You Don't Have to Be a Psychologist to Figure Out the Deeper Meanings of Giants' TV Ads
The San Francisco Giants' entire ad campaign used to boil down to "Come watch: We Got Barry." Now the overriding message is, "Come watch: Barry's gone."
A quartet of new Giants ads have been playing on San Francisco screens, and the theme couldn't be clearer: These guys are young, fun, and just like you! Hey, they even take Muni!
- A man in a business suit running around the street is gunned down at "home" on a toss over all the parked cars from Freddie Lewis to Bengie Molina;
- A femme fatale in black takes off sprinting on an N-Judah; infielder Kevin Frandsen catches her in a "rundown," and throws to Pablo Sandoval, who applies the tag;
- A mafia don-type swinging in an impromptu batting cage set up in a meat locker channels the National League and can't hit Tim Lincecum;
- An apparent meteor shower on Justin Herman Plaza is just Aaron Rowand swatting Barry Zito's soft-tosses (note: Advertising involving Zito serving up atmospheric shots does not put fans in a positive mindset).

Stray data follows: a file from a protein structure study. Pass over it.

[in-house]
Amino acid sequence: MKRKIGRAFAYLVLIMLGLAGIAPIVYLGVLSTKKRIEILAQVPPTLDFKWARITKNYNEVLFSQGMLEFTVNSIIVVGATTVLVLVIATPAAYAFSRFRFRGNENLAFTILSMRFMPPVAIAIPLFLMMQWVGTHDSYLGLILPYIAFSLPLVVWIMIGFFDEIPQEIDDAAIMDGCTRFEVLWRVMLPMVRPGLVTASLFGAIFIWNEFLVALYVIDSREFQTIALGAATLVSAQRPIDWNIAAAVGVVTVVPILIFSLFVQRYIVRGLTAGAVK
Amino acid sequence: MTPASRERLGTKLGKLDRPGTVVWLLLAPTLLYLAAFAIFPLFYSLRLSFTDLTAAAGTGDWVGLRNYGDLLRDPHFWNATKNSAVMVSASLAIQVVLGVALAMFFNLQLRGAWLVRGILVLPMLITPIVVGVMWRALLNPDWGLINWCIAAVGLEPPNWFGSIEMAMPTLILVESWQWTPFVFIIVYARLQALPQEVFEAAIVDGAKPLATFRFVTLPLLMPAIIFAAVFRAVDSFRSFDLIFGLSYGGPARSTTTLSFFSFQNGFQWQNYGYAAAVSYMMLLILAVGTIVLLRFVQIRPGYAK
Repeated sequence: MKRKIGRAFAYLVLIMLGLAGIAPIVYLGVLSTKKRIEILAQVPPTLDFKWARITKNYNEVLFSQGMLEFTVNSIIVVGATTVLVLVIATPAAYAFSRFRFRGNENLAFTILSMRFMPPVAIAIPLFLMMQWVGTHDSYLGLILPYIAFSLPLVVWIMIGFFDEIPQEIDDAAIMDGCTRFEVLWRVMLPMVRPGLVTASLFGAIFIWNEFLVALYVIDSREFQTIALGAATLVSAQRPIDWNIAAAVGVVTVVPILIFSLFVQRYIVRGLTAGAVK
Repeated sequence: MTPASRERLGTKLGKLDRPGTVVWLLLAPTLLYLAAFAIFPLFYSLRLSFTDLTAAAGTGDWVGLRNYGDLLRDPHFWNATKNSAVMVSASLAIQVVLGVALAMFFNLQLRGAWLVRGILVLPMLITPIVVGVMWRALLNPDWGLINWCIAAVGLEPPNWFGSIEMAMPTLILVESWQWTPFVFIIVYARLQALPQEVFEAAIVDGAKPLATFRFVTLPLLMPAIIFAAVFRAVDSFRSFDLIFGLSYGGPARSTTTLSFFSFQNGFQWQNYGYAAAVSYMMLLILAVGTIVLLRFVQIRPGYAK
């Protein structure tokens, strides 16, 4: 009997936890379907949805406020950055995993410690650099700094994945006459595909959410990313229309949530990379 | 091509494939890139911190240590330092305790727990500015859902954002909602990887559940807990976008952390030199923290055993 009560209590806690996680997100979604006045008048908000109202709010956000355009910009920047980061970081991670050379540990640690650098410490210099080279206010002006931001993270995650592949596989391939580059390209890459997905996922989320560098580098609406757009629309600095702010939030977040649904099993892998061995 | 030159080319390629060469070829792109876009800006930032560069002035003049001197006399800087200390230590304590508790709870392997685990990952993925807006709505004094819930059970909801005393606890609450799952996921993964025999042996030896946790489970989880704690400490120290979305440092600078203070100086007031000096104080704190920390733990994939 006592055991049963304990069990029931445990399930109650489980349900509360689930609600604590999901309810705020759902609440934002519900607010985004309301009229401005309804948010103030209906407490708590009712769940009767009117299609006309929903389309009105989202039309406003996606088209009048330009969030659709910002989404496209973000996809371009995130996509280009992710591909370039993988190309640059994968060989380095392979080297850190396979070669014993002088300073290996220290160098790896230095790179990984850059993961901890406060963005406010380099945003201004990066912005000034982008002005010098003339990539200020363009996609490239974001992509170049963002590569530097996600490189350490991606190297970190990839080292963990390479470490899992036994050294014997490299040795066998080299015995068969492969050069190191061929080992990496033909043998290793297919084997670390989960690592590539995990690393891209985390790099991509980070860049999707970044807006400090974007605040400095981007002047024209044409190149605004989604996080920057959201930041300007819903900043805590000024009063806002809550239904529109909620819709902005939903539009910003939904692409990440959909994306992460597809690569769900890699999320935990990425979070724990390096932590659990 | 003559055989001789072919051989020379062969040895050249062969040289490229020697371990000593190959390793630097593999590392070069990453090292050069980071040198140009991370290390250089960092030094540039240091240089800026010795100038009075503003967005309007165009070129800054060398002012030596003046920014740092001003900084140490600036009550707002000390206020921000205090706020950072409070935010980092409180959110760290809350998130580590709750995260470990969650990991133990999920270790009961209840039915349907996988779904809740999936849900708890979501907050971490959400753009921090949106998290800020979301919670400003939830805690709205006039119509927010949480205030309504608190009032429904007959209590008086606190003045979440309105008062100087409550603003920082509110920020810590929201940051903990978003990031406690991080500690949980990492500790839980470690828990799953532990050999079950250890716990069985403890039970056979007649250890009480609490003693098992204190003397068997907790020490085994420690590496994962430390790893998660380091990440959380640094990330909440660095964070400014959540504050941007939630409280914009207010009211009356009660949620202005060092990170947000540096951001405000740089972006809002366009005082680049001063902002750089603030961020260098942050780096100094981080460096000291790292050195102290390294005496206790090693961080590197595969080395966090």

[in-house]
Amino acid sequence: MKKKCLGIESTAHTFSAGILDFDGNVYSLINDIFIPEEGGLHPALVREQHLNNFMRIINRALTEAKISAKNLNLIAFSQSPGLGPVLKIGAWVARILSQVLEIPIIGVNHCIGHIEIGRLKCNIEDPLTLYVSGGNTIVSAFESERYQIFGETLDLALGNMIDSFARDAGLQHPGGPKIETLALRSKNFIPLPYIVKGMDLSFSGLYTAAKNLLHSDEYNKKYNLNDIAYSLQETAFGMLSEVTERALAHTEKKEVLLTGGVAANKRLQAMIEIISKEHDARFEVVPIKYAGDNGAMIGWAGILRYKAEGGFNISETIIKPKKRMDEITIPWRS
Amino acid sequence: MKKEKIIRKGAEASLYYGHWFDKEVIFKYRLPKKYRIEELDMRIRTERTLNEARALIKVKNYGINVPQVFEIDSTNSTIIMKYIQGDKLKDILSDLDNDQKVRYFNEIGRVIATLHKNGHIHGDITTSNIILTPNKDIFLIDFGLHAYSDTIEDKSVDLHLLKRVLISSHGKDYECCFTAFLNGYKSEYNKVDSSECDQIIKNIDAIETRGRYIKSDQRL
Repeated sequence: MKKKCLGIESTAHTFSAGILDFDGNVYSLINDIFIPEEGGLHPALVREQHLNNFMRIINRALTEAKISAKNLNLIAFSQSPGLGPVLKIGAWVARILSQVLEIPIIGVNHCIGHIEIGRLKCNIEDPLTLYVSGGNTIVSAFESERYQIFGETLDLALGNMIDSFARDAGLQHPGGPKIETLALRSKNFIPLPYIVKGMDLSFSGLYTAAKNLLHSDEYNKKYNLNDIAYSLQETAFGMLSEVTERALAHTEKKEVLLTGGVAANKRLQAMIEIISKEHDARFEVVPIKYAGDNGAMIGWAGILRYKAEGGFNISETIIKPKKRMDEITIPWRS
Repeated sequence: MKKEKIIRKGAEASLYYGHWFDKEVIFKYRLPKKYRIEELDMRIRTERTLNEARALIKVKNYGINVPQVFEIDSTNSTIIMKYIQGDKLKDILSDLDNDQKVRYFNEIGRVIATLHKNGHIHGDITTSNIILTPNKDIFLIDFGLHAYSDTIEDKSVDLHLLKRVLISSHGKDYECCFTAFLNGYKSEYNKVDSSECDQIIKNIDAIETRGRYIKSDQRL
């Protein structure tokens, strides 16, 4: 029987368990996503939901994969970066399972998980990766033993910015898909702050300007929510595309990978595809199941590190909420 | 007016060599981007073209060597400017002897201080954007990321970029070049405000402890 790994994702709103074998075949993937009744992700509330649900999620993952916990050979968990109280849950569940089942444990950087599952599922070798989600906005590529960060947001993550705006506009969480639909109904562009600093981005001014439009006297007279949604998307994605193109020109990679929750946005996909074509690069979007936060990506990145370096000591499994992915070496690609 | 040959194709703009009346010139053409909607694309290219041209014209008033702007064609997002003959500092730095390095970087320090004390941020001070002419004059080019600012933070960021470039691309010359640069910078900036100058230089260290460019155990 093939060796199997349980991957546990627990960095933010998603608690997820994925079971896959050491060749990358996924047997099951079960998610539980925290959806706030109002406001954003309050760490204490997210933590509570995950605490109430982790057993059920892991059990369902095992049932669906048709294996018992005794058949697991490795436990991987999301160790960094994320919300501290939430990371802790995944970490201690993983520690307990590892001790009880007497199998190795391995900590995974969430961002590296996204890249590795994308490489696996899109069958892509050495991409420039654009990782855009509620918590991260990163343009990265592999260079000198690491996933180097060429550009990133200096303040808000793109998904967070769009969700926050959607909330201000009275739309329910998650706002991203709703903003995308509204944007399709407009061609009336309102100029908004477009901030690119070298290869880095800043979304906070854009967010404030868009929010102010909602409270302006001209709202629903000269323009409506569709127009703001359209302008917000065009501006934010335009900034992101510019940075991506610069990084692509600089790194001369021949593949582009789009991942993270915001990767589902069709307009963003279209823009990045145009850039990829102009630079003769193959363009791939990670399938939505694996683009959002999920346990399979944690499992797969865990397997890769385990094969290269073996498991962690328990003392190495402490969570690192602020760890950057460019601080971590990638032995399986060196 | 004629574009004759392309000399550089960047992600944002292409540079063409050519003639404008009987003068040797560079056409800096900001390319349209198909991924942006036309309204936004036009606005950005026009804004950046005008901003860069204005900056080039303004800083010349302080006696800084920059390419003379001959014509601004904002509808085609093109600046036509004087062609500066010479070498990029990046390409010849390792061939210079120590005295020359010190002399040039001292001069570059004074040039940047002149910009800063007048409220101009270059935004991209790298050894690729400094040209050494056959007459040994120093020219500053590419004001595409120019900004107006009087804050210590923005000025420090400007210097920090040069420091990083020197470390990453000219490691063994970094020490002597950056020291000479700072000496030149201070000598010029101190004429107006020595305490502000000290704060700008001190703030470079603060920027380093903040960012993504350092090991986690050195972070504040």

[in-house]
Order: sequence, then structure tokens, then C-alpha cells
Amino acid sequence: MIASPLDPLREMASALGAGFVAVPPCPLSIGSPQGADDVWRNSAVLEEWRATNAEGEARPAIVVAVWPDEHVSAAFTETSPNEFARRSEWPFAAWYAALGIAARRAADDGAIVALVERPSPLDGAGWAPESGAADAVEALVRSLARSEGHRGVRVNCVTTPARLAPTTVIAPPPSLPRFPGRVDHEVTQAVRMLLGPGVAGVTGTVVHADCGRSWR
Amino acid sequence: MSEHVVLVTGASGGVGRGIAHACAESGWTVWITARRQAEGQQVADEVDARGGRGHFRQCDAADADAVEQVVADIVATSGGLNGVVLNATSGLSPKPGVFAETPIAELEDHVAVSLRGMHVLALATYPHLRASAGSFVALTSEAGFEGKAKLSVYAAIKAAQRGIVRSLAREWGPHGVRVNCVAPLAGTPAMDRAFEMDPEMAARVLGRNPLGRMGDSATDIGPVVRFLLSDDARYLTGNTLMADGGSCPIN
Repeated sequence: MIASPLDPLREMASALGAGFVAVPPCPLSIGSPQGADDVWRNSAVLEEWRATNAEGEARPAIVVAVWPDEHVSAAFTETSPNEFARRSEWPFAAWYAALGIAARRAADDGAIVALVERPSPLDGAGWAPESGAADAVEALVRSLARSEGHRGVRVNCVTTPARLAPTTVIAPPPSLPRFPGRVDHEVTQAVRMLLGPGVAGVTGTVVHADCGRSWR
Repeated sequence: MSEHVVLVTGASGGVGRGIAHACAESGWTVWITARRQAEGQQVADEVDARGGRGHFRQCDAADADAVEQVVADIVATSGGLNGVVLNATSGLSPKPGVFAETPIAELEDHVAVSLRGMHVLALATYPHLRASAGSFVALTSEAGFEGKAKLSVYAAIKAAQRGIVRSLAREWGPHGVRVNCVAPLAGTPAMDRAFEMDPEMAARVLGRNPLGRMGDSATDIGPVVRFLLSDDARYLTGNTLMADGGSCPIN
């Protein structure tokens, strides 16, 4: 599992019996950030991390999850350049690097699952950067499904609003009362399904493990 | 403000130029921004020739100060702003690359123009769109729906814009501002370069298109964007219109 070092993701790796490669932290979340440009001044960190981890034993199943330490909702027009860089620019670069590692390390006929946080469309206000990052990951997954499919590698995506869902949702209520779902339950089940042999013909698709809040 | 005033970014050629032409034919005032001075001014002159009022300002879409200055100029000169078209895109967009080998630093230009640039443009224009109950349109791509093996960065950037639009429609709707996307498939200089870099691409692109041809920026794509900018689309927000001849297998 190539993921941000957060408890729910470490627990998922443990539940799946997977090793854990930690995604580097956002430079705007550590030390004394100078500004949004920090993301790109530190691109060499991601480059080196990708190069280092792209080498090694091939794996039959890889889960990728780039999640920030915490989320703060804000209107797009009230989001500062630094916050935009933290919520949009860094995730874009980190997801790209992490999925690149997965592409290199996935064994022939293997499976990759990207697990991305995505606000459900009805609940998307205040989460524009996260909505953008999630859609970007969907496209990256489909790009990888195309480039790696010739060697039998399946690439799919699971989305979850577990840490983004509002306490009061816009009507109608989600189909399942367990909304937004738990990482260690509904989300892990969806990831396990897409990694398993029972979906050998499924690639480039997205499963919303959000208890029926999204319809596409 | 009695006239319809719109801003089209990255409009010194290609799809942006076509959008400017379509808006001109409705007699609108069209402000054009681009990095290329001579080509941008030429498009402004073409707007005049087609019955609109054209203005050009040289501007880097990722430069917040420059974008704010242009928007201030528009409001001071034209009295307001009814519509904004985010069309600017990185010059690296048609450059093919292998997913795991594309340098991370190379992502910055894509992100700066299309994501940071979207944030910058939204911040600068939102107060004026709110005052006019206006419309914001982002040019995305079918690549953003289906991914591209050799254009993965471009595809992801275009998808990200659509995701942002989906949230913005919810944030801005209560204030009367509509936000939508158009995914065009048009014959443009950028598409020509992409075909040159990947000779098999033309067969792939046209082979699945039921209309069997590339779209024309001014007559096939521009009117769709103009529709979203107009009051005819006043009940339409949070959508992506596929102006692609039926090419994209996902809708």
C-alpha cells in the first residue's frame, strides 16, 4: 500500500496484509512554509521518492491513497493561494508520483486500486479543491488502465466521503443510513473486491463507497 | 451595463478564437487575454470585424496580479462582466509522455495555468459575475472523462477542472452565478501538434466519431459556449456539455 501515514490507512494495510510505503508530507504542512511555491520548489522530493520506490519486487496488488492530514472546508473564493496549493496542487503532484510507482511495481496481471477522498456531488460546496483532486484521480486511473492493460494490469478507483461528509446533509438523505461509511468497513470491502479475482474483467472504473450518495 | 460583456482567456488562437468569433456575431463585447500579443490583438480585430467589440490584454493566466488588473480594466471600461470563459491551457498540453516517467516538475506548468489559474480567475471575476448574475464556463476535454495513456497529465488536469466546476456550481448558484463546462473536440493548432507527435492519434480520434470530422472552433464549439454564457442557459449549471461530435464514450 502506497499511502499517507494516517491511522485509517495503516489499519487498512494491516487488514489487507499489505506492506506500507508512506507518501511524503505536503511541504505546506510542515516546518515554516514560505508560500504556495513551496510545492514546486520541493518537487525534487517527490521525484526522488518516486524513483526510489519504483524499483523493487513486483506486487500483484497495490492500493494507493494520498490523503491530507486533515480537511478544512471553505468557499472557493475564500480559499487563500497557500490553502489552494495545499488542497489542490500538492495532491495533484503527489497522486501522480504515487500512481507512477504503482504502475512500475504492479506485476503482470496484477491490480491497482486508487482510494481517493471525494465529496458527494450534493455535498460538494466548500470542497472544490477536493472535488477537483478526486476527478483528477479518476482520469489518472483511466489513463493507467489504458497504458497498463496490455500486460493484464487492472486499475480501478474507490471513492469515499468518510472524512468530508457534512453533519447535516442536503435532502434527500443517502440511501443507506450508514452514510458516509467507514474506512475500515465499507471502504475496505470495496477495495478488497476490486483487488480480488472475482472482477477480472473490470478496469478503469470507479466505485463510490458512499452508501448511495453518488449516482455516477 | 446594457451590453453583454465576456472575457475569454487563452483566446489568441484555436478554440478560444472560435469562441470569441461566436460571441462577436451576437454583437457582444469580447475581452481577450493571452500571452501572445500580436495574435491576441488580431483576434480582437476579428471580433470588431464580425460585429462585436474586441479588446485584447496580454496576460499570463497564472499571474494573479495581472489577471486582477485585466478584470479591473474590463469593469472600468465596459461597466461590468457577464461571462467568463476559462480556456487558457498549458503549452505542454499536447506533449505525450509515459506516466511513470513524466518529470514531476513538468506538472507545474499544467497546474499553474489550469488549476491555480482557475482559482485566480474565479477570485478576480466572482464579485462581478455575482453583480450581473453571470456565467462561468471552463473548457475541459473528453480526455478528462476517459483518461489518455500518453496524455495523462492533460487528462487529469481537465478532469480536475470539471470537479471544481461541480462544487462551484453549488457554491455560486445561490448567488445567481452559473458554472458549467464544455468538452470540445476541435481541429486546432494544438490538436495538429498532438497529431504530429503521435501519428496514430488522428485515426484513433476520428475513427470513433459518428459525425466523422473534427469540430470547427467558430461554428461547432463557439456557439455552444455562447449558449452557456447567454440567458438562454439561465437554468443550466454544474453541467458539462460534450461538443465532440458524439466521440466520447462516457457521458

"It's a different locker room, that's no secret. One of the great things that happens when you're not focused on one superstar is people coming together and feeling like a team," he says.
Bacino noted the "authentic human drama" of watching young players -- Frandsen, Lewis, Eugenio Velez -- mature into Major Leaguers.
Perhaps this is more true than Bacino would have liked. One of the major aspects of human drama is the high degree of failure -- and, ever since the team opted to part ways with Bonds, there have been extra helpings of failure to go around. We pick on Zito enough, so lets focus on the offense: Last year the Giants trotted out a lineup full of No. 7 hitters and went 72-90. There are 30 teams in the league. Here's how the Giants did last year:
On-Base Percentage: 24th
Runs Batted In: 30th
Home Runs: 30th
Bacino's commercials are entertaining. The team is full of likable young players. But you know what? There may not have been a less likable team full of degenerate sleazeballs -- and unattractive to boot -- than the 1986 Mets. And they didn't need an ad campaign to get people to show up.